Ella: The film follows a teenage girl with depression whose mother tries to cheer her up by making her reconnect with an overly positive childhood friend. It was important for me to write it, as I wanted to share some of the experiences that I had when struggling with my mental health as a young teen, and to bring a more normal and accurate portrayal of teenage mental health to film.

Ella on the set of Smudged Smile. Photograph by Inès Hachou.

Afternoon Delight: You’re very passionate about creating projects that raise awareness of mental illness, a topic that you’re a vocal advocate for. stem4 is a London-based charity whose mission is to promote positive mental health in teenagers and those who support them, through education and awareness. Can you tell us about your work as an ambassador for this charity, and what it means to you?

Ella: stem4 are an amazing organisation and it means so much that I get to support and promote all of the good that they do. They have incredible ways to really help young people, and for example, one of my upcoming films Smudged Smile is supported by them so we will be able to give the audience a place where they can access help and resources.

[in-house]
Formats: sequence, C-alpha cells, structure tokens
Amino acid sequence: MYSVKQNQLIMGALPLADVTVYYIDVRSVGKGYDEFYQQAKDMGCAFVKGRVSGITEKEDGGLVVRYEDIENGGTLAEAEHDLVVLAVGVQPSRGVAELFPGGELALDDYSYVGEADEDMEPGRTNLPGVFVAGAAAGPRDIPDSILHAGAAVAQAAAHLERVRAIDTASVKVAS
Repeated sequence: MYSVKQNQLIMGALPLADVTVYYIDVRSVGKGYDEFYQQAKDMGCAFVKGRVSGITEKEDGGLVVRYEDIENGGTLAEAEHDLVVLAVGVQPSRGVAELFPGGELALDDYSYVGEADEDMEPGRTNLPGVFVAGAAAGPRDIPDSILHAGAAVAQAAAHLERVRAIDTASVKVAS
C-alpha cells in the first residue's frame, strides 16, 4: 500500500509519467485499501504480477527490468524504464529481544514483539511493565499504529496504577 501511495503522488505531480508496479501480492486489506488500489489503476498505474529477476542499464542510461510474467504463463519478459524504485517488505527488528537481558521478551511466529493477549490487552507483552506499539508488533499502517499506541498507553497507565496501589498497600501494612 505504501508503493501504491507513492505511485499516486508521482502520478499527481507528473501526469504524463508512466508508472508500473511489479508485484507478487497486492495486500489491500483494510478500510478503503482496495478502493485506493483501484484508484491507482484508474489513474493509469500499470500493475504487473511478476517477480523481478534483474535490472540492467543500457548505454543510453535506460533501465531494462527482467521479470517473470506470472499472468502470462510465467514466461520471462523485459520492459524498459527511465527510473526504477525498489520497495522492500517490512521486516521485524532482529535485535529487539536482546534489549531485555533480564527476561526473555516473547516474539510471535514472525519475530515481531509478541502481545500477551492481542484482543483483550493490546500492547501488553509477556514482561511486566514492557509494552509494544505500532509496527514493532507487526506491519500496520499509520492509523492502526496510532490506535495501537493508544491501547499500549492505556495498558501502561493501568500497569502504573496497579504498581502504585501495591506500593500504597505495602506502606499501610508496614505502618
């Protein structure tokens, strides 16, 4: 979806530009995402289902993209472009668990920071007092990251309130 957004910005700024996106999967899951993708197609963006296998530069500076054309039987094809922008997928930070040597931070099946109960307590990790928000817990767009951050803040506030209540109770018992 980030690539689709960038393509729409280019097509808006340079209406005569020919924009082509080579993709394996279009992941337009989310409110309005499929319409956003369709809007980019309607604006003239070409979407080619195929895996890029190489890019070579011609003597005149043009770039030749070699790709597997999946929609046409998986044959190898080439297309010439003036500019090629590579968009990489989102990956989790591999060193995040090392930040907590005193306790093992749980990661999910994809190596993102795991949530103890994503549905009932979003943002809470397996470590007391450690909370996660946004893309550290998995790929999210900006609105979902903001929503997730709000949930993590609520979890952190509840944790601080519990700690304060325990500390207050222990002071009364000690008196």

Afternoon Delight: We’ve read in one of your interviews about your passion for writing characters who experience mental illness, but whose lives don’t mean any less for having them. Your work is important in creating ground for moving portrayals of mental health into honest and accurate representation, away from stigma and harmful stereotypes. As the young generation of actors and filmmakers tell more honest stories about living with mental illnesses, do you hope the industry as a whole will be influenced by positive change to be more representative?

Ella: Definitely, I hope that so much! Change has definitely been made, but it’s still very slow and there’s also been the issue with recent work still doing more harm than good, and romanticising suicide. It’s important that the industry is more representative but in an accurate and positive way.